Children live in a land of make-believe, a world filled with crayons, markers, and imagination.
Life is whatever they dream up and describe it as. Markers could draw a world sometimes only you could see and no one taught you it wasn’t real until you got closer to your teens. As an adult, you now see things differently.
Your markers are no longer used for illustrating your imagination, but rather they are signposts telling you where you should be. Back then, markers were just colored pens. Now, they convey a different meaning and are the milestones of success. The key point is that where you put your markers is how you determine your happiness.
If you find yourself measuring where you are in life, chances are you’ve located your markers. Success may be reached when there’s X dollars in the bank or when you’ve completed your degree. Success will be yours when all debts are paid off, when you have three practices instead of one, or when the kids are all grown.
Or perhaps it’s more about when you live in this neighborhood and get that kind of car. These markers tend to measure how happy you are. Are you there yet? If not, happiness must wait.
For the sake of your office culture, morale of the team you lead, and perhaps even your family, a healthy look at where your key markers are may result in positive changes that employees, patients, (and you) feel when walking in the door.
The marker of progress
When one values this marker, status is not enough, and good-enough doesn’t exist. It matters not the number of patients or beauty of office location. It’s all about what’s next. If the future is where you’re focused, your patients will often pick up on that by the way you talk to them.
Beyond being present and grateful for what you already have, this choice of marker helps determine if you’re good enough. This is then shared through your language, confidence, leadership, and especially the way you accept compliments.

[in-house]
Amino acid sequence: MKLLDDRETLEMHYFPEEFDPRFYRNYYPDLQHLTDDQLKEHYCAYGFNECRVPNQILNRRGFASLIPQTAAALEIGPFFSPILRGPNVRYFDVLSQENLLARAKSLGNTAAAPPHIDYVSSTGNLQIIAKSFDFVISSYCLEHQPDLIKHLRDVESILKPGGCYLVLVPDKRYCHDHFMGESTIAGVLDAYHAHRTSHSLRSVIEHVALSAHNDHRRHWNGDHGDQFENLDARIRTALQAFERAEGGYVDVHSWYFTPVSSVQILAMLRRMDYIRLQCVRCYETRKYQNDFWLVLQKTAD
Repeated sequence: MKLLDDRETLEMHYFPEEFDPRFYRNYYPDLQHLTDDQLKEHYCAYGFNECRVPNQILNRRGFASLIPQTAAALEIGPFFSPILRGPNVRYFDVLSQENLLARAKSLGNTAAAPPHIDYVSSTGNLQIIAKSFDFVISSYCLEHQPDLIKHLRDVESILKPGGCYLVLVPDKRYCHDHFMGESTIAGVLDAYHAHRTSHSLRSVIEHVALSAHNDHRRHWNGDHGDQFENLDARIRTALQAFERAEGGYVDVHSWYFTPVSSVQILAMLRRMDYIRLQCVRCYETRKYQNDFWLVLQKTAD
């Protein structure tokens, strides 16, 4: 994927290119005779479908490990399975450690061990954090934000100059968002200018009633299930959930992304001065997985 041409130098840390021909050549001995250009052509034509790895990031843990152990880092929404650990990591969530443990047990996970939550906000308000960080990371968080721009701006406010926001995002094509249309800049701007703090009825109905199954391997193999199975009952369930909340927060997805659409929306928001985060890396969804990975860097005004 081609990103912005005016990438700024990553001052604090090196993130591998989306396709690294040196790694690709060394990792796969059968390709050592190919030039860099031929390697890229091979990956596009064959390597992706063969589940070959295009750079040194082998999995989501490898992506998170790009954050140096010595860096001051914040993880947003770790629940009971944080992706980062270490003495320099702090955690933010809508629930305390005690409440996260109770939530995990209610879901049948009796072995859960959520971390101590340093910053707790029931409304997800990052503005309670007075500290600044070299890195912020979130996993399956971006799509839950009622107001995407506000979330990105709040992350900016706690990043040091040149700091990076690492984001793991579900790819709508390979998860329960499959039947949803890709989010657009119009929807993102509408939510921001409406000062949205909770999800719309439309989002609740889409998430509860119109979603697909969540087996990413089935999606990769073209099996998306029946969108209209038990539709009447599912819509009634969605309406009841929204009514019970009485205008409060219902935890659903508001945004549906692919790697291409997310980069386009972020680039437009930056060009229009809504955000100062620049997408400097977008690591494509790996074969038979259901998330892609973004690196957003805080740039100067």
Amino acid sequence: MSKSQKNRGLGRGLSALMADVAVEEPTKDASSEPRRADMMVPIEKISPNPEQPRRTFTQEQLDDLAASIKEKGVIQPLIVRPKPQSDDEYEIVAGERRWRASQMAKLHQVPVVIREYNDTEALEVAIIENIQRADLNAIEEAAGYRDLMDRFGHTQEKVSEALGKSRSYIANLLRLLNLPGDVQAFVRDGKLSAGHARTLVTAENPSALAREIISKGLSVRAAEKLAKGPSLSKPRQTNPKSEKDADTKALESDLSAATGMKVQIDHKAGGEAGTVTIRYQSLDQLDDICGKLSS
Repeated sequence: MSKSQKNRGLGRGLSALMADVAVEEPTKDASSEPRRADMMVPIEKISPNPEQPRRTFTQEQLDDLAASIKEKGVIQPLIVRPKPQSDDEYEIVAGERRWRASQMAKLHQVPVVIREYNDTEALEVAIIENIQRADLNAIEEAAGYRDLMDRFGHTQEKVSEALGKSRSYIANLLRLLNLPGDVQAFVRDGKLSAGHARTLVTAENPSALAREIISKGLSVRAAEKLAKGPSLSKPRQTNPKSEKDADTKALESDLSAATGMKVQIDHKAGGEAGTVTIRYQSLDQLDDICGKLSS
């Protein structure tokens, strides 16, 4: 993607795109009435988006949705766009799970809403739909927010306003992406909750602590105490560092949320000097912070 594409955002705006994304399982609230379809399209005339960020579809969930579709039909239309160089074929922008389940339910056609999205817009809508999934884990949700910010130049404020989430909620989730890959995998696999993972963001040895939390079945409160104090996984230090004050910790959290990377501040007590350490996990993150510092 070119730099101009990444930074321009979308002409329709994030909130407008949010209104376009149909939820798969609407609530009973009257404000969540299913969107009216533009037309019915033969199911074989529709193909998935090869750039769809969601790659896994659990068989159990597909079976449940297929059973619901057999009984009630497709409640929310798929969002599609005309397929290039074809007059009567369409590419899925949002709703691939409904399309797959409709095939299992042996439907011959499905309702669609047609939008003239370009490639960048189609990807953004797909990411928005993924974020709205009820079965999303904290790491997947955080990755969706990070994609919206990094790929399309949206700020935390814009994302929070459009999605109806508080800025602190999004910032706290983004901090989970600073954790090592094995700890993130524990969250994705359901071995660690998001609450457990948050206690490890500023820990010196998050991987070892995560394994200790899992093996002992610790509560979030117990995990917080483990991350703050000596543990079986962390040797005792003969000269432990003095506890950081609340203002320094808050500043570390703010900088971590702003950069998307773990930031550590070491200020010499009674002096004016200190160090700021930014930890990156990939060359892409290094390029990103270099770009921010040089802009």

If the patient awaiting the news from the X-ray you’ve taken then gets an earful about the state of your current X-ray machine, he or she might begin to question your credibility.
And it might not be good enough after you’ve redone your whole office and brought your equipment up to speed. Ambition and progress build businesses, but being reasonable about the speed of progress breeds reasonable, reachable expectations as well as confidence. Consider this before giving your team and patients the impression that where you work isn’t yet up to speed, and that you’re looking at them thinking the same thing.
The marker of status
Similar to the marker of progress, but focused more on the accumulation of shiny things, the marker of status can rapidly ruin an office and team. If buying brand-new, first-to-the-market, name-brand, and pricey things are how you measure your success, chances are good there is distance between you and team members. Not to mention a risk of outspending the revenue coming into your practice.
Strange as it may seem, the desire to appear of highest status will set you apart from those you lead, unless you’re all into the accumulation of similar things. Your flashy purchases may breed resentment or jealousy.